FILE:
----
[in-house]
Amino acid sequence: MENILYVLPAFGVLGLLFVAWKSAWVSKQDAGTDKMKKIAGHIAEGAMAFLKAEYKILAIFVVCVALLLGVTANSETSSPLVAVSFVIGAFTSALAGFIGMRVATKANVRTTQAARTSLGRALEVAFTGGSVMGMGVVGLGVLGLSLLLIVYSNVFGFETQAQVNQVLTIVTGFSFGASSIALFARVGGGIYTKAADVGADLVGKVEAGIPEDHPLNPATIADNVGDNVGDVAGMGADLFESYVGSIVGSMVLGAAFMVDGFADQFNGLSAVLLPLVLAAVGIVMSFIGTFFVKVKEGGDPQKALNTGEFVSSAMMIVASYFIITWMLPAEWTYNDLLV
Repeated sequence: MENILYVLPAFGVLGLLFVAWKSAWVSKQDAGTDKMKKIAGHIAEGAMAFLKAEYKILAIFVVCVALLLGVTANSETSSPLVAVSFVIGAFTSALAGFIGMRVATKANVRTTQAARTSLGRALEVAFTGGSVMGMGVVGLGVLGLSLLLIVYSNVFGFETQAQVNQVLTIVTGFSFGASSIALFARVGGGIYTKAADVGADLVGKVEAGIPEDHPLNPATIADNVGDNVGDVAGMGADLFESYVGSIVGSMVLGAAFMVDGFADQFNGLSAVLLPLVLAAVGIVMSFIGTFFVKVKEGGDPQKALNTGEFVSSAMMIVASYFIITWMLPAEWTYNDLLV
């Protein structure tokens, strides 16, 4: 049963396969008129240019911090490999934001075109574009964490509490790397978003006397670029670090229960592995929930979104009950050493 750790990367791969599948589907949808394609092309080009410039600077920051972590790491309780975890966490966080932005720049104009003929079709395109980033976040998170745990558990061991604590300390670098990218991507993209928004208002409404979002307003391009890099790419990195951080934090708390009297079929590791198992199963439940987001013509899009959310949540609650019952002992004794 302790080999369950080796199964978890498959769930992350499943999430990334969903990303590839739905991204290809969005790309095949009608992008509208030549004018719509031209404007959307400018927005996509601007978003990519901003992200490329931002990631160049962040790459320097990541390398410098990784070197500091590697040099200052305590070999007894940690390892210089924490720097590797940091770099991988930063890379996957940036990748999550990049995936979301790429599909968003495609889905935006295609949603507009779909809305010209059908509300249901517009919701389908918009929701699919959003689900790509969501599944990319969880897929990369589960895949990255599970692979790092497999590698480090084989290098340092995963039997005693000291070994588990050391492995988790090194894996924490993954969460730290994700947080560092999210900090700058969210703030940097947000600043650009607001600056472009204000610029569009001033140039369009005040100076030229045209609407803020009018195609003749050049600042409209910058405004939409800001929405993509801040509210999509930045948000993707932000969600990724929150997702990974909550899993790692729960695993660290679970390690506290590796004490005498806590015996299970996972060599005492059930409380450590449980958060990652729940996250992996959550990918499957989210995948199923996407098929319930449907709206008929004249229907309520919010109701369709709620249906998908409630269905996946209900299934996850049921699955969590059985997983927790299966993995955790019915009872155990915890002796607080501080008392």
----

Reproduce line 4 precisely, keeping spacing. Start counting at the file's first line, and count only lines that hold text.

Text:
């Protein structure tokens, strides 16, 4: 049963396969008129240019911090490999934001075109574009964490509490790397978003006397670029670090229960592995929930979104009950050493 750790990367791969599948589907949808394609092309080009410039600077920051972590790491309780975890966490966080932005720049104009003929079709395109980033976040998170745990558990061991604590300390670098990218991507993209928004208002409404979002307003391009890099790419990195951080934090708390009297079929590791198992199963439940987001013509899009959310949540609650019952002992004794 302790080999369950080796199964978890498959769930992350499943999430990334969903990303590839739905991204290809969005790309095949009608992008509208030549004018719509031209404007959307400018927005996509601007978003990519901003992200490329931002990631160049962040790459320097990541390398410098990784070197500091590697040099200052305590070999007894940690390892210089924490720097590797940091770099991988930063890379996957940036990748999550990049995936979301790429599909968003495609889905935006295609949603507009779909809305010209059908509300249901517009919701389908918009929701699919959003689900790509969501599944990319969880897929990369589960895949990255599970692979790092497999590698480090084989290098340092995963039997005693000291070994588990050391492995988790090194894996924490993954969460730290994700947080560092999210900090700058969210703030940097947000600043650009607001600056472009204000610029569009001033140039369009005040100076030229045209609407803020009018195609003749050049600042409209910058405004939409800001929405993509801040509210999509930045948000993707932000969600990724929150997702990974909550899993790692729960695993660290679970390690506290590796004490005498806590015996299970996972060599005492059930409380450590449980958060990652729940996250992996959550990918499957989210995948199923996407098929319930449907709206008929004249229907309520919010109701369709709620249906998908409630269905996946209900299934996850049921699955969590059985997983927790299966993995955790019915009872155990915890002796607080501080008392």